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3 April 202416 minute read

SEC climate disclosure rules: Key considerations for public companies

Update: On April 4, 2024, the SEC voluntarily stayed implementation of the Climate Rules pending completion of judicial review of the consolidated Eighth Circuit petitions described in this client alert. This stay may impact the compliance timelines cited below. While the status of the Climate Rules remains uncertain, public companies are encouraged to understand the rules and consider how to prepare for compliance.

In a 3-to-2 vote on March 6, 2024, the Securities and Exchange Commission (SEC) adopted landmark final rules intended to enhance and standardize climate-related disclosures for publicly listed companies (Climate Rules).

The Climate Rules will require that all domestic and foreign publicly traded companies make significant new disclosures related to climate-related risks, risk management, oversight, and strategy, and will compel large accelerated filers and certain non-exempt accelerated filers to report and obtain independent attestation of material greenhouse gas emissions.

The rules were published in the Federal Register on March 28, 2024 and will go into effect on May 28, 2024.

In this first publication of our client alert series on the Climate Rules, we discuss the status of the rules, provide a brief summary, and share perspectives on what public companies can do as they prepare for compliance.

Litigation surrounding the Climate Rules

Although initial compliance is scheduled for annual reports that will be filed in early 2026, the SEC is already facing numerous lawsuits challenging the Climate Rules on various grounds. As of the date of this alert, 11 such lawsuits have been filed, and the Judicial Panel on Multidistrict Litigation selected the US Court of Appeals for the Eighth Circuit as the venue for hearing a case seeking consolidation. While an administrative stay granted by the Fifth Circuit has now been dissolved in connection with the transfer of the petition to the Eighth Circuit, the Eighth Circuit may reinstitute an administrative stay that, if granted, could delay effectiveness of the rules.

While the future of the Climate Rules remains uncertain, publicly traded companies are encouraged to understand the Climate Rules and consider how to prepare for compliance. Prudent companies will also understand how such compliance may fit within the broader climate-related regulatory regime under the European Union’s Corporate Sustainability Reporting Directive, California’s Climate Corporate Data Accountability Act, or other similar regulations.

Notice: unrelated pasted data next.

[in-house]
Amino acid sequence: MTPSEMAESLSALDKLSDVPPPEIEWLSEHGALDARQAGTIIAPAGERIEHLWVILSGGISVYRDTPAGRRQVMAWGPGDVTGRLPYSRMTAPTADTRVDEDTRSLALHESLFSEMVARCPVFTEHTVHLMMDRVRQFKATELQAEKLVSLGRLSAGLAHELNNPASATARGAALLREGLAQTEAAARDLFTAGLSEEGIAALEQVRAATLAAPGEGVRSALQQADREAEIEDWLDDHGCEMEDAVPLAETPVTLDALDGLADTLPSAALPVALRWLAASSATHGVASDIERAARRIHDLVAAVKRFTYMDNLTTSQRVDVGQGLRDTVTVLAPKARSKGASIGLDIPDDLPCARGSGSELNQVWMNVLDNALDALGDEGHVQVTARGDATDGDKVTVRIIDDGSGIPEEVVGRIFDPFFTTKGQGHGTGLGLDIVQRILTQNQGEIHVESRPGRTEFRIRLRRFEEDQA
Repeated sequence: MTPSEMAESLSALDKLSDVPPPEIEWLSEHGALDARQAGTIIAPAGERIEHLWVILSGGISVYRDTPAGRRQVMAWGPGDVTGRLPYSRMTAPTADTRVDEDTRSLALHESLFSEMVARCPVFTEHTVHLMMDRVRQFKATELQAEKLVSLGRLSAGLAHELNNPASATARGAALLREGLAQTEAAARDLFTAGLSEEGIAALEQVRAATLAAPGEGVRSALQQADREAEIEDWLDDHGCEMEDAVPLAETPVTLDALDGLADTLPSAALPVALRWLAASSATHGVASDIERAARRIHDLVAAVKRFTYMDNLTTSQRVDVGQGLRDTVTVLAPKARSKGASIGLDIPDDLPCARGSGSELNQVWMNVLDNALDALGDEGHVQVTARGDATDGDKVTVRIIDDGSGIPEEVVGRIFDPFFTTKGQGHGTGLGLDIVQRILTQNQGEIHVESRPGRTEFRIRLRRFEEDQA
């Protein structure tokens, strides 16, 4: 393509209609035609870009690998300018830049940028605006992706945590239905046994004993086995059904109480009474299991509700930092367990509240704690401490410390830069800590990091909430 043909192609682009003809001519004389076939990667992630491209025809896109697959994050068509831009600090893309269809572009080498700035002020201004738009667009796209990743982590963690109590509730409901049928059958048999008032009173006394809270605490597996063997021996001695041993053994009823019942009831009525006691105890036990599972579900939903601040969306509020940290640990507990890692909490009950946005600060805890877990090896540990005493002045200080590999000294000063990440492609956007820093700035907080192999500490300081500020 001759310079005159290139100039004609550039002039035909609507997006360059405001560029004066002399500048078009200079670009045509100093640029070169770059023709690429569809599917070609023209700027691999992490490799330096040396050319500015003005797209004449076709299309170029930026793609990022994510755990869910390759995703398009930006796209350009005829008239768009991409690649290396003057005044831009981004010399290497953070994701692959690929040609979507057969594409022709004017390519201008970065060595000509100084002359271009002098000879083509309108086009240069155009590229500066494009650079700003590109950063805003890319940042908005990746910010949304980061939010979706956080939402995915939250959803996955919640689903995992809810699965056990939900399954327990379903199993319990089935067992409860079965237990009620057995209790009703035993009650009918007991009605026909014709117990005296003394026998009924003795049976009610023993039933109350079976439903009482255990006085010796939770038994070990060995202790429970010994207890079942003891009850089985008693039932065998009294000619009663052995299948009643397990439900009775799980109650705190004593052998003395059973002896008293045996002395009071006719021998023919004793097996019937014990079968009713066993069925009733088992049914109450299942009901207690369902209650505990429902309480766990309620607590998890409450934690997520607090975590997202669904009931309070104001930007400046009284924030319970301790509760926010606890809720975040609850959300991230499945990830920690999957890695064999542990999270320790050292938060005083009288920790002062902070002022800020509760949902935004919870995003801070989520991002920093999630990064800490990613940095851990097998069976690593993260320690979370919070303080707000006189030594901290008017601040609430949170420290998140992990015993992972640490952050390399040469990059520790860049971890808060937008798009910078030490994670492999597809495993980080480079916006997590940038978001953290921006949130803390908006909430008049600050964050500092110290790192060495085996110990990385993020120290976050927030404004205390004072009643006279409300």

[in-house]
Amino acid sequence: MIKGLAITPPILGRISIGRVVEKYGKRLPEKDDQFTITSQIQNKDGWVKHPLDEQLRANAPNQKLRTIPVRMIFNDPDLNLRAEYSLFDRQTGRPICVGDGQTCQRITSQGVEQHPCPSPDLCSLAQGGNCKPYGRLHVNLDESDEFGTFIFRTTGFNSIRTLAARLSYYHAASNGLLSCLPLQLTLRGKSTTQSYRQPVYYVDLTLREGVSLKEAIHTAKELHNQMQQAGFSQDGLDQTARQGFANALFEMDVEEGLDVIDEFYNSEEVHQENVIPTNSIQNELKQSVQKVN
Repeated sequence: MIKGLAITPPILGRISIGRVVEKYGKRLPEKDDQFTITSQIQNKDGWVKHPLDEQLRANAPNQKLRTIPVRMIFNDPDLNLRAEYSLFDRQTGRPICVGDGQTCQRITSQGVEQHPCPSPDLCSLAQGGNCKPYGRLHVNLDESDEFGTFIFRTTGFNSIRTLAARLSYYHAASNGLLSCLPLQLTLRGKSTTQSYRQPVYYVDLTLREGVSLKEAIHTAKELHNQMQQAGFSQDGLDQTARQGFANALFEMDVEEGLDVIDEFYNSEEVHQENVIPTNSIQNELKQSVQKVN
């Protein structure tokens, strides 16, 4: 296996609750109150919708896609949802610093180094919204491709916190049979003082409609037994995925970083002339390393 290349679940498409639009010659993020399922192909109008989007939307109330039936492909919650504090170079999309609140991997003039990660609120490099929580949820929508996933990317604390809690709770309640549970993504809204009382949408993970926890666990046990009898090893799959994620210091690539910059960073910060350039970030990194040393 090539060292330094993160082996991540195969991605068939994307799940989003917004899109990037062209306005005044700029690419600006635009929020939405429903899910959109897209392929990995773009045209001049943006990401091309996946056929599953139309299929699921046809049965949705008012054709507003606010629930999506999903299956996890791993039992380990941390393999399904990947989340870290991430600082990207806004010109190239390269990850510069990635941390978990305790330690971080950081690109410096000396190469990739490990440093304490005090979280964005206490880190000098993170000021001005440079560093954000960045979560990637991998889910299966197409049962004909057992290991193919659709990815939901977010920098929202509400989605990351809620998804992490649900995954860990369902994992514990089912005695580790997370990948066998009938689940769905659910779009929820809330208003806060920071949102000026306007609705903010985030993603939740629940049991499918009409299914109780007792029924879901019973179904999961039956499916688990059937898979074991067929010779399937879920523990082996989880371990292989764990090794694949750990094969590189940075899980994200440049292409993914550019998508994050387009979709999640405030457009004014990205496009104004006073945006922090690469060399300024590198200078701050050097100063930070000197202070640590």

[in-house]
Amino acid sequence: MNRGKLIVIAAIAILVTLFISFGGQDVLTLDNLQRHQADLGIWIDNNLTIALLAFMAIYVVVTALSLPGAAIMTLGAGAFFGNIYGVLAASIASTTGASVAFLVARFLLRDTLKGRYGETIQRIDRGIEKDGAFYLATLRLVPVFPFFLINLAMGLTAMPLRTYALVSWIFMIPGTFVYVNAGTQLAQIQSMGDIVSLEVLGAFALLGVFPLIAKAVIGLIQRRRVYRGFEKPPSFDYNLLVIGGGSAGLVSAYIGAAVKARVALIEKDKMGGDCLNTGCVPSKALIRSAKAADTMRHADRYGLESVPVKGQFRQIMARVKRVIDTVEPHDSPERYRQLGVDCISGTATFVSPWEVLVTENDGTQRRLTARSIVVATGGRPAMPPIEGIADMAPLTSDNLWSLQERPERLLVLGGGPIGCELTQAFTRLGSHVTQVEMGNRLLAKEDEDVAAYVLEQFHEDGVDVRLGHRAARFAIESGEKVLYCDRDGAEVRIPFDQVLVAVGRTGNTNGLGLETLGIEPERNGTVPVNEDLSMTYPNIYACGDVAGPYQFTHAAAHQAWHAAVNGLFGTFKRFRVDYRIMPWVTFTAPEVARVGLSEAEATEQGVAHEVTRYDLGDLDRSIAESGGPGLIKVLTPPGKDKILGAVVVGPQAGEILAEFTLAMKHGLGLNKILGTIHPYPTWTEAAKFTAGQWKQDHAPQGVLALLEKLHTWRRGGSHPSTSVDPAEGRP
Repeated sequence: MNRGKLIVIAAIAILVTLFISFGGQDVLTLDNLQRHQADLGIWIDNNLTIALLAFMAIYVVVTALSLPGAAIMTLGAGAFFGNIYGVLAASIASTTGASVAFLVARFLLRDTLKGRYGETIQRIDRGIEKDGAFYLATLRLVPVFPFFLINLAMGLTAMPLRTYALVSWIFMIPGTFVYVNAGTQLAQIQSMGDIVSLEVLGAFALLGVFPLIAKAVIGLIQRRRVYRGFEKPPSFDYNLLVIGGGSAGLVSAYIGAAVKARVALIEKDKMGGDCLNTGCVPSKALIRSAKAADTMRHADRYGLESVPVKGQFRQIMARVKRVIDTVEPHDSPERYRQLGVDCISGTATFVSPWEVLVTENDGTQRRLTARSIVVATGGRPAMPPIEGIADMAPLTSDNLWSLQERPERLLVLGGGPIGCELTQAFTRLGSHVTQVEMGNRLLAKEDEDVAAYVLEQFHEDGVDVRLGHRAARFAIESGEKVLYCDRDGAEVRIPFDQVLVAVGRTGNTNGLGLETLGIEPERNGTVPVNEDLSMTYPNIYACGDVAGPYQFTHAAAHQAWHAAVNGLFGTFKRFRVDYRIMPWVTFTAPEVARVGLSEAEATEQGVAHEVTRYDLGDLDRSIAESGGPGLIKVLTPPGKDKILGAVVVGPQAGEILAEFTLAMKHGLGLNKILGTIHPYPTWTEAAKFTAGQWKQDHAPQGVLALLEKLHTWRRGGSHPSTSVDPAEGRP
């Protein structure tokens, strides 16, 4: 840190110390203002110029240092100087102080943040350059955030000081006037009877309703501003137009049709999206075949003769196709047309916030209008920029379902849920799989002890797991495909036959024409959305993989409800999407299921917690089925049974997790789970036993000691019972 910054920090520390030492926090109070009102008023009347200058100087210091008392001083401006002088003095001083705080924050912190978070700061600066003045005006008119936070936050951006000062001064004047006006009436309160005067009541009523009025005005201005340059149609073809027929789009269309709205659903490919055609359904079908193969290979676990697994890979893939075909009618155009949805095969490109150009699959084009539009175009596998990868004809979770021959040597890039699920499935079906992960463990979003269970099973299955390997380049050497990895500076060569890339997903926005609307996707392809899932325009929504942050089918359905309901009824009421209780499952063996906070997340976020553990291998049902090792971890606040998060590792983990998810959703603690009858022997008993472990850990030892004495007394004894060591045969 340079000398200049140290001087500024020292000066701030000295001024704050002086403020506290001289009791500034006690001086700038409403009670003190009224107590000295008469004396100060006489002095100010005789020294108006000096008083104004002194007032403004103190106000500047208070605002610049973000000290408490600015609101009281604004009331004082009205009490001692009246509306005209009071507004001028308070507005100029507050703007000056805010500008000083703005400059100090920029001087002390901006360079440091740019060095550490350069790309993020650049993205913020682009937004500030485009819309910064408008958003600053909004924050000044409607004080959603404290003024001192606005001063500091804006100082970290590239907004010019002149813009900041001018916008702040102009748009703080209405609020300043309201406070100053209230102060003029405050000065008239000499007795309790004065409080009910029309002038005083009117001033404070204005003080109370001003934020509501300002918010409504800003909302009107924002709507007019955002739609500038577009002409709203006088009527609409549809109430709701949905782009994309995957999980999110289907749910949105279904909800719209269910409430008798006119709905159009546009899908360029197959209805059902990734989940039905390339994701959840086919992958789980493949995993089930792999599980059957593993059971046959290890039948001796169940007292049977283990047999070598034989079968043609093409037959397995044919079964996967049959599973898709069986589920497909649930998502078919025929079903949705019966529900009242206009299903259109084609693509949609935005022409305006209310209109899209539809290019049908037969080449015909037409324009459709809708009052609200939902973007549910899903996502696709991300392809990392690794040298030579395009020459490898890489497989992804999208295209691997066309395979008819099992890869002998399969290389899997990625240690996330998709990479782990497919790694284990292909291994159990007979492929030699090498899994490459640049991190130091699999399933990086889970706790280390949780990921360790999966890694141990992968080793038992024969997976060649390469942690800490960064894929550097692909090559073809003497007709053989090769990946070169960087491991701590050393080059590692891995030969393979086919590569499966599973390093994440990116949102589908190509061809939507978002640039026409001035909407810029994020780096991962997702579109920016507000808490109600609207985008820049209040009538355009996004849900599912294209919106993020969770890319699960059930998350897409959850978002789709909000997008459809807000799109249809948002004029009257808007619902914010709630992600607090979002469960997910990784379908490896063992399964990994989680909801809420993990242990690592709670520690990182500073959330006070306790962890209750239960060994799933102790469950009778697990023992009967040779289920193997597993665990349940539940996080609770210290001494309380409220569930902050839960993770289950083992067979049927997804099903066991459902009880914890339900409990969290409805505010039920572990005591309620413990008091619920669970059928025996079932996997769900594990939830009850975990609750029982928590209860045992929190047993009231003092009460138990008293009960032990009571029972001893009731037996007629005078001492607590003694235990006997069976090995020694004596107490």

Compliance timeline

Once effective, the Climate Rules will apply on a phased-in basis depending on filer status and disclosure topic. The first of these disclosures (not to include greenhouse gas, or GHG, emissions disclosure and related limited assurances, or financial information disclosure under Article 14 of Regulation S-X and Regulation S-K) will be required for large accelerated filers (LAFs) for the fiscal year beginning in 2025 (for calendar year-end registrants, in the Form 10-K filed in 2026). See our compliance date calendar for more information.

Significant changes from proposed rules

The Climate Rules create significant new disclosure obligations; however, the SEC scaled back some of the more controversial aspects of its proposed rules, which we described in this prior DLA Piper client alert. For example, the Climate Rules:

  • Only require disclosure of GHG emissions for LAFs and non-exempt accelerated filers (ACFs) that have material GHG emissions. LAFs and ACFs with immaterial emissions would not be required to disclose emissions data

  • Exempt emerging growth companies (EGCs), smaller reporting companies (SRCs), and non-accelerated filers (NAFs) from GHG emissions disclosure requirements

  • Do not require disclosure of Scope 3 GHG emissions (indirect emissions from upstream and downstream activities in a registrant’s value chain) for any filers

  • Provide a safe harbor from private liability for forward-looking climate-related disclosures connected to transition plans, scenario analysis, targets and goals, and the use of an internal carbon price

  • Eliminate the proposed requirement to disclose climate-related board of directors’ expertise

  • Replace the requirement to provide zip codes for each location where the registrant has a material physical climate risk with a more flexible requirement to disclose the geographic location

  • Scale back financial statement requirements, including by: